It’s also why I’m working with some of the best experts and epidemiologists in the country to inform every step of the way. Also working with a bipartisan group of midwestern governors to share information on how we’re phasing in our economy.

We’ve got to avoid a second wave at all costs and ensuring there is robust access and utilization of the flu vaccine and that people aren’t putting off other vaccines that they are due for is all a critical component to us being as strong as we can going into the Fall. It’s also why things can’t just flip a switch and return to normal. We have to turn a dial and incrementally reengage knowing that until we have a vaccine that’s widely available - we’ve got to wear masks and socially distance and be really smart.

But, I think all these pieces are so critical why we take a data-driven, fact-based approach and listen to the science and build up our stores of testing and our ability to trace lines. 

[KUSTER] Well I appreciate that and particularly your comments about a lack of a national strategy for testing. We definitely need a national strategy for vaccination and we had such troubling testimony from Dr. Rick Bright in our committee about the lack of national strategy and planning and preparedness. 

I want to ask you, Governor Polis - as the public health workforce and health care providers focus on vaccination going forward, I want to understand lessons learned in your state. Particularly I’m concerned about the equitable distribution of vaccines once it’s approved and particularly in lower-income communities, rural communities, and most especially - given the events of this week - communities of color, which have been disproportionately impacted by COVID-19 with a much higher rate of death and how can we be certain that the vaccine - when it becomes available - will be available in an equitable way in communities of color and also rural communities in your state and across the country?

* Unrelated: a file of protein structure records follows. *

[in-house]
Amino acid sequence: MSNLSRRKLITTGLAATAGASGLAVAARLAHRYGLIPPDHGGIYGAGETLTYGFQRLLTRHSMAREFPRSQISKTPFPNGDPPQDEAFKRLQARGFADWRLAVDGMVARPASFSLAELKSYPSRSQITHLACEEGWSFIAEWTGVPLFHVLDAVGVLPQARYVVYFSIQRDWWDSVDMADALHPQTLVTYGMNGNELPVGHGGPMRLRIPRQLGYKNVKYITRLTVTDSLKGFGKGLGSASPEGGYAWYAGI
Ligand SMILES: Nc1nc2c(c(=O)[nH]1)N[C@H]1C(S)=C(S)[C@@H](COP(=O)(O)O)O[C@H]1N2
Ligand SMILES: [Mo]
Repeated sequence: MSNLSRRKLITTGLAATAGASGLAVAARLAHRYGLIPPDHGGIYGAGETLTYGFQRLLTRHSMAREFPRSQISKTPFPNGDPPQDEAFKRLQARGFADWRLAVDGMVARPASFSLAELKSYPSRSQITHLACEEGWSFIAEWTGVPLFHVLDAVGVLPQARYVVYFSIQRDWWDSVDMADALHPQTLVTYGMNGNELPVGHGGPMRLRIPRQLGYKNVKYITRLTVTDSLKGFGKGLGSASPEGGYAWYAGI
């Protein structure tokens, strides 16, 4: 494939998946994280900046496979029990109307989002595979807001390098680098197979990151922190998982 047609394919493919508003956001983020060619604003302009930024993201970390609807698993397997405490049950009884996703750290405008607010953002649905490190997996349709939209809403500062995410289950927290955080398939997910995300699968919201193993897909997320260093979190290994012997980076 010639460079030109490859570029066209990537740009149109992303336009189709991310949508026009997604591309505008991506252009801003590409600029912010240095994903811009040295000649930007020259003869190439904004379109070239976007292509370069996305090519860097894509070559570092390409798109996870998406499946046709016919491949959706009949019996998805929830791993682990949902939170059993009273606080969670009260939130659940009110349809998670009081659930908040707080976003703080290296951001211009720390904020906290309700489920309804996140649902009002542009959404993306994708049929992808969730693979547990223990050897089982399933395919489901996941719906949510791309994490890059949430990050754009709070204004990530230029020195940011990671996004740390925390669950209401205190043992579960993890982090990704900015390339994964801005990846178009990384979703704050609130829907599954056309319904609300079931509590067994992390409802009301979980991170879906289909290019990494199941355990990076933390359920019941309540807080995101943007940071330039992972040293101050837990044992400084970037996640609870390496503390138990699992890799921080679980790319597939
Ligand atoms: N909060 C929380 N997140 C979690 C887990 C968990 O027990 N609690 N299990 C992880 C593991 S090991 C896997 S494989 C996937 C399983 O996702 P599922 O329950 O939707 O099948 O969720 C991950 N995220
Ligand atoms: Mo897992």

[GOV. POLIS] First, for the vaccines we have - mainly the flu vaccine - we’re doing a major effort heading into late summer and Fall to increase our flu vaccine rates. The last thing we want is a resurgence in COVID patients coupled with a worse than average flu season that would only contribute to overwhelming our hospitals.

What’s also important here is that we look at prioritizing those who are most at risk from COVID-19 for vaccination when we have a vaccine. The CDC has current guidelines for who is at risk. It’s 65 and up and it’s a number of other criteria that they use. In our state, we added one - pregnant women - because we don’t yet know enough and, out of precaution, we wanted to add pregnant women to the CDC list.

As that list is finalized, optimized, and approved that should be the list for who gets vaccinated first. Those who have a much higher hospitalization rate and morbidity rate from COVID-19, regardless of their economic circumstances - the virus does not discriminate. It’s based on the attributes, the age, and the other preexisting conditions people have.

[KUSTER] Thank you.